President Ruth J. SimmonsThe Annenberg Institute’s Board of Overseers establishes the Ruth J. Simmons Urban Education Policy Scholarship. This permanent annual award goes to the UEP graduate student who most epitomizes the former Brown University president’s commitment to educational equity and social justice. Dr. Simmons, who served as Chair of the Institute’s Board of Overseers beginning with her appointment as Brown’s President in 2001, was instrumental in urging the Institute and the University’s Education Department to collaborate on a graduate program in the study of urban public education.

  • 2011-2014

    In partnership with the Rhode Island Foundation, the Annenberg Institute sponsors a series of eight forums focused on "Building a 21st Century Education System."

  • 2008-2009

    2008-2009: The Annenberg Institute supports the Governor's Urban Education Task Force, a key factor in Rhode Island's successful Race to the Top application.

  • 2007

    The Annenberg Institute opens an expanded New York officeThe Annenberg Institute opens an expanded New York office in the Woolworth Building in lower Manhattan.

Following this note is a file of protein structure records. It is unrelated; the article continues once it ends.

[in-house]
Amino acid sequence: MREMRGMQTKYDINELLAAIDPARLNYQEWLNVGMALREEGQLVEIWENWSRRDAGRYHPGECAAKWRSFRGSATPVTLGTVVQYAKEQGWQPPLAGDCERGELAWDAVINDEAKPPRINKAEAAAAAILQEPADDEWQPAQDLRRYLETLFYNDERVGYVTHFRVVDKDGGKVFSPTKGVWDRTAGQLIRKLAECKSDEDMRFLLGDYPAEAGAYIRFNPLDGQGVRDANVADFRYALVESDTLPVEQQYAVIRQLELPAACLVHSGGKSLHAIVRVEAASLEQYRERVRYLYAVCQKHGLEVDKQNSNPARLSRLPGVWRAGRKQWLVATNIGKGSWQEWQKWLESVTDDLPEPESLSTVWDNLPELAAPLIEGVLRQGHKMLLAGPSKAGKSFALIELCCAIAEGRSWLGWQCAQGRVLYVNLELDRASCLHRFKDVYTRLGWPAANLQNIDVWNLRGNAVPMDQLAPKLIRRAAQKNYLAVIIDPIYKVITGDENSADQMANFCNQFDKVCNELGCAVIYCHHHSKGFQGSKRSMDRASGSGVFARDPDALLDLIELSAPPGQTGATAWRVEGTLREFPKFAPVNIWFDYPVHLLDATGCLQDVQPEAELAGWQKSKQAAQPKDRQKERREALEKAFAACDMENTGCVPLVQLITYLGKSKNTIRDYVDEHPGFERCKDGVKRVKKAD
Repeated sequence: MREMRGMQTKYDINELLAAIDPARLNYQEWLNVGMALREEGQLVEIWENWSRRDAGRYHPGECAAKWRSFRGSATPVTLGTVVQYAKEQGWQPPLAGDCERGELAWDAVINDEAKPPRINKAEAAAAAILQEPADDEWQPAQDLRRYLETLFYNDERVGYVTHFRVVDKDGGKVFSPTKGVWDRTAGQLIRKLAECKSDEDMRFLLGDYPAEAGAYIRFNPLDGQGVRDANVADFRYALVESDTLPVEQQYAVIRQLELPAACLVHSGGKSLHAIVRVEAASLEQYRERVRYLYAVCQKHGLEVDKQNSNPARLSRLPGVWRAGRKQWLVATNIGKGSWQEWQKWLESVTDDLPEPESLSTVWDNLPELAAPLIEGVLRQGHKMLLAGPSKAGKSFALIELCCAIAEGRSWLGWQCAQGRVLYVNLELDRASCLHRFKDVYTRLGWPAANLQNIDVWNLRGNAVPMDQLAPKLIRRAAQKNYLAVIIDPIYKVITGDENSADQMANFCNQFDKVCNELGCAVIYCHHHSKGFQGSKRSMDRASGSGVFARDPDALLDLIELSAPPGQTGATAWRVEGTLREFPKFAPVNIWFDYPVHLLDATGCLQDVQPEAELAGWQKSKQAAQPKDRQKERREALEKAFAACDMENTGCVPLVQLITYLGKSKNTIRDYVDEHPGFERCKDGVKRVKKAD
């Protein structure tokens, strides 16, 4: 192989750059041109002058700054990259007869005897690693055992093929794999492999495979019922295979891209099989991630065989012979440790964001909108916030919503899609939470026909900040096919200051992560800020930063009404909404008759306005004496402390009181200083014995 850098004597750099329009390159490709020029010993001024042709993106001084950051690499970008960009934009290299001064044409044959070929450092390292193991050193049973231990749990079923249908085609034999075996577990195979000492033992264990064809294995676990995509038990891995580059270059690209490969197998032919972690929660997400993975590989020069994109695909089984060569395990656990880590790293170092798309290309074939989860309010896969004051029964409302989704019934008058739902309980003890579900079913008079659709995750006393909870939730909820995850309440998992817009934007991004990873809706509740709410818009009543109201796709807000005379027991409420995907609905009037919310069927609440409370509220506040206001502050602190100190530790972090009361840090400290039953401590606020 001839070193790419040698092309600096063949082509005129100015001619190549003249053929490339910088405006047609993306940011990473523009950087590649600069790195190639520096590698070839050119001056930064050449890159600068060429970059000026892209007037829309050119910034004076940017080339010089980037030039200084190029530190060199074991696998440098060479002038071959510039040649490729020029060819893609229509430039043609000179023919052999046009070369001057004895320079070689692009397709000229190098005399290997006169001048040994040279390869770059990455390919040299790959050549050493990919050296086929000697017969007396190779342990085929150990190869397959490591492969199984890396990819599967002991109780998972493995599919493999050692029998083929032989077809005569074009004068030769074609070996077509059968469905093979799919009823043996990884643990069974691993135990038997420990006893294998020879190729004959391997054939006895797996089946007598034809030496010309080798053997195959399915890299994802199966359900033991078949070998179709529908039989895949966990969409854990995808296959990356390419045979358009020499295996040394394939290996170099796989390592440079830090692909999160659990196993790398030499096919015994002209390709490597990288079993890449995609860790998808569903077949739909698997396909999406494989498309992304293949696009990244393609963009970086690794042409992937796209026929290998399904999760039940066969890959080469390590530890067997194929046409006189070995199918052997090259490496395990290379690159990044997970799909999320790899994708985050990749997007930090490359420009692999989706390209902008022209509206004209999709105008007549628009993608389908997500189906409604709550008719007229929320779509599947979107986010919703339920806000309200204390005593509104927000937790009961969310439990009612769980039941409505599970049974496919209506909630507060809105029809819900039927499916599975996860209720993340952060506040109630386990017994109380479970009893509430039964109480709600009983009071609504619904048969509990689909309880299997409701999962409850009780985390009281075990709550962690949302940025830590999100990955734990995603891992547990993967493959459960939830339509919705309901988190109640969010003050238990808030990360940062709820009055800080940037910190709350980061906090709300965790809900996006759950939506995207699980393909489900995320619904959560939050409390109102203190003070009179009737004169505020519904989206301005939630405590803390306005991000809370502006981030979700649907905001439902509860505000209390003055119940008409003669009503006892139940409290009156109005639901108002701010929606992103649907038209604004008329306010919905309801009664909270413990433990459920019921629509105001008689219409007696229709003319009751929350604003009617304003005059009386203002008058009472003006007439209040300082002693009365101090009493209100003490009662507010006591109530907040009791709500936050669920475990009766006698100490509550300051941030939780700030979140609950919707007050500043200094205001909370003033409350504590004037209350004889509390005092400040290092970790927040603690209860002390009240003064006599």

• 2006

    The Institute's programs and staff expand with the assimilation of the Community Involvement Program, formerly affiliated with the Steinhardt School of Education at New York University.

  • 2005

    UEP Program
    In collaboration with Brown’s Education Department and other University entities, the Institute establishes a Master’s Program in Urban Education Policy (UEP), with the first cohort of students entering the program in the summer of 2006. The tightly focused 12-month academic curriculum, integrated with a 9-month internship, is designed to impart a set of core skills and competencies necessary for successful careers in urban education policy.

  • 2003

    Voices in Urban Education
    The inaugural issue of the Annenberg Institute’s quarterly journal, Voices in Urban Education (VUE), is published in the spring of 2003, and ceases publication after 48 issues in the spring of 2018.

  • 2001